All this time, Marcos arrogantly ignored the demands of the movement, including those of its more moderate wing. When Edgar “Edjop” Jopson, the president of the moderate National Union of Students of the Philippines, asked Marcos to commit in writing to respecting his term limit, the president derided him as a mere “grocers son”; not someone he needed to take serious. On television, Marcos claimed demonstrators had conducted a “premeditated attack on the government, an act of rebellion and subversion” and that they were in league with Mao's China.

Joaquin later described the KM as “the youth gang that made history”; “It was very Now and very Mod to be KM”, “In 1968...we were singing Hey Jude and Can't Take My Eyes Off of You. We were singing a very different tune when the 1970s began. Makibaka! became the cry of a January evening in 1970”. “The demonstrator created a lifestyle too. Early in the year, when the nights were cold, he marched in turtle-neck. His weapons were stone and placard. After the initial riots, the use of the Molotov cocktail and the pillbox became more prevalent, provoked by police firepower. The demo itself became stylized into various varieties: picket, long march, living theatre, people's tribunal, parliament of the streets.” A former SDK activist remembered “the SDK stereotype”; “Jeans, sandals, fatigue jacket and the omnipresent black school satchel that contained the standard SDK operations and survival kit; the “Red Book”, [Mao's] Five Golden Rays, towelette, SDK reading materials […].”

Joaquin: “What Filipinos never thought to see in their lifetime, they saw this year: street fighting at barricades. Almost no month in Manila when no streets emptied, no stores closed in a hurry, and no pavement became a battleground between the youth marching with red flags and helmeted troops marching with truncheon and wicker shield. […] The activist scene seemed to be heading toward a culmination when we woke up one September day in 1972 and learned in shock that dear Mr. Marcos had locked us all in under martial law”.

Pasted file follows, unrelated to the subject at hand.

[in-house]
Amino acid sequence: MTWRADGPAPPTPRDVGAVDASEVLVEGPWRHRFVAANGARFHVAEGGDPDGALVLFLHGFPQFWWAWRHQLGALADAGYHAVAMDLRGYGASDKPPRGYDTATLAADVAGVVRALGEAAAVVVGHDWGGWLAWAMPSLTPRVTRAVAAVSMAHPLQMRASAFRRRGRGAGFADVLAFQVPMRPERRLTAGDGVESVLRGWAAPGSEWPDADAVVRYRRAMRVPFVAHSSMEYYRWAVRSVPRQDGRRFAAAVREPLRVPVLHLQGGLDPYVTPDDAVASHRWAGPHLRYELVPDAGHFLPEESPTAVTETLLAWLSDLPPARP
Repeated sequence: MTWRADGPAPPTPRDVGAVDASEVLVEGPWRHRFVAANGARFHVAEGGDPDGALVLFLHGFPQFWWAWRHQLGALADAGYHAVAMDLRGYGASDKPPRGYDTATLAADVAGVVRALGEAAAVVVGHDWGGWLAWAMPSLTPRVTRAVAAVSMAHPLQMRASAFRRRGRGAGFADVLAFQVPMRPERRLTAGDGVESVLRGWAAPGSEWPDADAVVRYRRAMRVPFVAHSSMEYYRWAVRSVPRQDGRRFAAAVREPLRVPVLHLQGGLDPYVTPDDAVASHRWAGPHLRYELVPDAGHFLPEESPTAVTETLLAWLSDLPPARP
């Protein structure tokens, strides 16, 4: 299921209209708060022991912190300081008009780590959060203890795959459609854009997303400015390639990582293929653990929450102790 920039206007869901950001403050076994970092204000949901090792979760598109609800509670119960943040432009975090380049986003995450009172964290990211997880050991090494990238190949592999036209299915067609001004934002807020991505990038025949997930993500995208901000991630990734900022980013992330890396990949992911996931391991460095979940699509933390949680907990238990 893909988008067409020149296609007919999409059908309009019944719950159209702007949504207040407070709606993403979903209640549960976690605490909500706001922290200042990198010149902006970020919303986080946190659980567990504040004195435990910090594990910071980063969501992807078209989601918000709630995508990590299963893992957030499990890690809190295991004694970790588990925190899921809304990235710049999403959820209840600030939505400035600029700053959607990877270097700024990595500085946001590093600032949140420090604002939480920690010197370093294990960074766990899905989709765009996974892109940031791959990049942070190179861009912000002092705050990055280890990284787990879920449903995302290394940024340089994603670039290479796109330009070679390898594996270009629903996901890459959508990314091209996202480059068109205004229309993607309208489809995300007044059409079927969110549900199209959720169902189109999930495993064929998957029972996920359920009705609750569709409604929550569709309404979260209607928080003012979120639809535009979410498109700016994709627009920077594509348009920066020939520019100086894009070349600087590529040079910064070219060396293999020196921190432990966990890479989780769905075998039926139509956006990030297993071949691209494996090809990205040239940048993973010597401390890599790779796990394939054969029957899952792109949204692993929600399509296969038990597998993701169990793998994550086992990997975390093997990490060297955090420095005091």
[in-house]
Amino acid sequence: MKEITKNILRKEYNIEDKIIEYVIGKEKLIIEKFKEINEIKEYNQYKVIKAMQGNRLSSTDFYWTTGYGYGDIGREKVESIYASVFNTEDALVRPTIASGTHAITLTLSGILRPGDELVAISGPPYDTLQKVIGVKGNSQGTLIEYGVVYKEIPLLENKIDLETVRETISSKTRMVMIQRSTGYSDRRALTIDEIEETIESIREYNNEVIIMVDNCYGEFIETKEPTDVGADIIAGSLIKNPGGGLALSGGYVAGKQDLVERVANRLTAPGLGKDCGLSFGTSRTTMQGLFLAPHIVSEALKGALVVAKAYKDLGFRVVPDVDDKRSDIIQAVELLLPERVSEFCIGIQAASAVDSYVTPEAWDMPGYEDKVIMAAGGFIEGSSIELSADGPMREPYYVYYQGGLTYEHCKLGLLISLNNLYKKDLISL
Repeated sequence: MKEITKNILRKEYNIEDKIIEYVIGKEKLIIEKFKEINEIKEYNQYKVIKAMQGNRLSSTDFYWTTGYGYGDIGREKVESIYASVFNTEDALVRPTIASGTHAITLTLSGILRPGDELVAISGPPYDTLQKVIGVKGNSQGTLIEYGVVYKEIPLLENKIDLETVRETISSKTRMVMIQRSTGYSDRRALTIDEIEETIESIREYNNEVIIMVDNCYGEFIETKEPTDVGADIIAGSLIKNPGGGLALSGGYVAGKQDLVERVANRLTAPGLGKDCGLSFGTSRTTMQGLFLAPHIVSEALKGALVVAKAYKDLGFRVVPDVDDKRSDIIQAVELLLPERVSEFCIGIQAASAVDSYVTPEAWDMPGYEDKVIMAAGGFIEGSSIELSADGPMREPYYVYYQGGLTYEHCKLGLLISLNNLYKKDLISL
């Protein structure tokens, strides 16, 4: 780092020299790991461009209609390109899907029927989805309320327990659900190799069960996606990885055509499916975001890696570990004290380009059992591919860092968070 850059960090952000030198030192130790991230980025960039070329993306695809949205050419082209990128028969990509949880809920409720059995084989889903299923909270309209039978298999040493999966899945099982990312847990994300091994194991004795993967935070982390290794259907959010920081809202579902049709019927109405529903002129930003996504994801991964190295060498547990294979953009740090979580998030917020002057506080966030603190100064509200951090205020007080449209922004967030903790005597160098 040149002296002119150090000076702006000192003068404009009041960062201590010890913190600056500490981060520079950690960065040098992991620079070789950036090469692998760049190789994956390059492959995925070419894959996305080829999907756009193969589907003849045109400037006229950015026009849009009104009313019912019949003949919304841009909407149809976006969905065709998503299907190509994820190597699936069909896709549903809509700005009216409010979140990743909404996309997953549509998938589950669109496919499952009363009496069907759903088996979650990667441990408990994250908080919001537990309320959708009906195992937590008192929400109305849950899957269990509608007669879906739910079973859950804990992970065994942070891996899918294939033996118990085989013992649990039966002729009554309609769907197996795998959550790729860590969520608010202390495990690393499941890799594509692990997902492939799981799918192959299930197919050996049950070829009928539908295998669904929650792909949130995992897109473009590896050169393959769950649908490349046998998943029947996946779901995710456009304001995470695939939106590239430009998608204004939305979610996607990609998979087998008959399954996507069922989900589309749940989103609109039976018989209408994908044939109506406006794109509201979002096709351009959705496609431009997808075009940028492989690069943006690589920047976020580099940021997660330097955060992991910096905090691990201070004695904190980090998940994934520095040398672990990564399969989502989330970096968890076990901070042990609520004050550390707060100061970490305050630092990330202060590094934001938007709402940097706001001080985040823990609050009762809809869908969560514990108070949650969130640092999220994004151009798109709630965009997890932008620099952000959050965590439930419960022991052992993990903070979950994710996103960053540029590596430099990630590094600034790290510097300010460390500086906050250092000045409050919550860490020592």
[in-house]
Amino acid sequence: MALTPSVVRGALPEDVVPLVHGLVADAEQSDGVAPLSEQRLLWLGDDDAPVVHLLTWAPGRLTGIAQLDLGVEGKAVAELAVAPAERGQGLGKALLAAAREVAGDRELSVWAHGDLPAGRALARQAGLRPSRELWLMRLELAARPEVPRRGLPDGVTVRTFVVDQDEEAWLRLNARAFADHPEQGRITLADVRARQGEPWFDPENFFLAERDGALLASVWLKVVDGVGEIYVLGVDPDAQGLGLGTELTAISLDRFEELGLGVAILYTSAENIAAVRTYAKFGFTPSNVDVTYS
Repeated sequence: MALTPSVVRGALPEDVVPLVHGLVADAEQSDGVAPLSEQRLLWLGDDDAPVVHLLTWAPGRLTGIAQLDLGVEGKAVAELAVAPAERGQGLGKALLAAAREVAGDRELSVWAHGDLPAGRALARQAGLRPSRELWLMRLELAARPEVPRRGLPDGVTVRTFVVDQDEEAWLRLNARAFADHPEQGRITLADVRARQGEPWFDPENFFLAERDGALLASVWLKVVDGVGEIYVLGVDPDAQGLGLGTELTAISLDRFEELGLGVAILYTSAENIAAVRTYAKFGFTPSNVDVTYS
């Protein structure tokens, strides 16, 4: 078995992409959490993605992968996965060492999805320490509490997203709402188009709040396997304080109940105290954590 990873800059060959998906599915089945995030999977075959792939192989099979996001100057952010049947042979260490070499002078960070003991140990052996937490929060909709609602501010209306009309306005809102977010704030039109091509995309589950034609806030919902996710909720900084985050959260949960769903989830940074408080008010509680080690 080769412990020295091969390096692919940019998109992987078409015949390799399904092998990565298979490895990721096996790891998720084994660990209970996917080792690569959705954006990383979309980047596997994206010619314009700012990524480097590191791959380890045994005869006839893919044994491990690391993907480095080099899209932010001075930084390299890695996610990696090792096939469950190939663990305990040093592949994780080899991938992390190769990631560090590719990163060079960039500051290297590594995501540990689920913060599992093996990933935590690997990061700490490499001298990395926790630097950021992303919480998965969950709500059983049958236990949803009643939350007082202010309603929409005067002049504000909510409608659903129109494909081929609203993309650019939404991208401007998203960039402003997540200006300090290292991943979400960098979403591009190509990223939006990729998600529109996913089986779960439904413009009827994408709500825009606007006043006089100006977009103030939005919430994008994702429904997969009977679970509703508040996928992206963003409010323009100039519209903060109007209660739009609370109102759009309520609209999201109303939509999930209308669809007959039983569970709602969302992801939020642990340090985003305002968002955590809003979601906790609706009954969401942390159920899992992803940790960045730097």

When Marcos declared Martial Law, he used the supposed threat of the communists as excuse. All opposition was violently repressed.

The escalating violence of the state during the FQS had already convinced many of the more radical demonstrators that the CPP was correct to insist on armed struggle. Jose F. Lacaba noted how over the weeks and months, the attitude of demonstrators hardened. He described a rally where “speaker after speaker” came on stage, “defining freedom in the country as the freedom of the few to exploit the many, and freedom of the many to sleep on sidewalks, scavenge in garbage cans, flee from bulldozed land, die of hunger. The speakers asked; “[…] Are you ready to hold Armalites? Are you ready to take to the hills?” And their listeners replied: “Yes! Yes! Yes!””

The establishment of Marcos' dictatorship shattered the remaining credibility of “America's showcase of democracy in Asia” and of legal, constitutional political change. Organisations like KM and SDK were banned. Many of their activists poured into the underground movement. In the following years, this movement, with the CPP at its heart, became an essential part of the anti-Marcos opposition.

Marcos remained in power until he was overthrown by a popular revolt in 1986. By this time, Edjop was dead; killed by military police in 1982. Shortly after the declaration of Martial Law, the former leader of the moderate student opposition had joined the CPP. Now underground, he became a leader of the revolutionary left. Edjop was not the only student protester who went from the streets of Manila to the rural guerilla.

Students had lit the spark that led to the explosion of the FQS. But during those frantic weeks of protests and street fights, the movement broadened. Students from the country's elite universities found themselves fighting side-by-side with youth from Manila's slums. Student radicals realized the movement needed to connect with struggles of workers and the poor. Following the Maoist slogan “serve the people” many were convinced to start agitating in urban squatter colonies or to venture into nearby rural areas to learn about the life of the rural poor. “From mansion to hut”, a SDK activist described his trajectory, and that of many others.

The First Quarter Storm defined a generation of political activists. Of course now many erstwhile radicals have given up or changed sides. Far-right Philippine president Duterte is the most prominent of several former KM-members in the current administration. Others are still clinging to their rifles and half-a-century old concepts. For them, nothing important has changed.

Many others who are still active have fanned over a broad range of political groups, collectives and movements. “National-democratic” concepts, organisational methods, even language, to this day strongly influence Philippine activist politics. The events of FQS continue to leave their marks on the Philippines.

Alex de Jong works at the International Institute for Research and Education in Amsterdam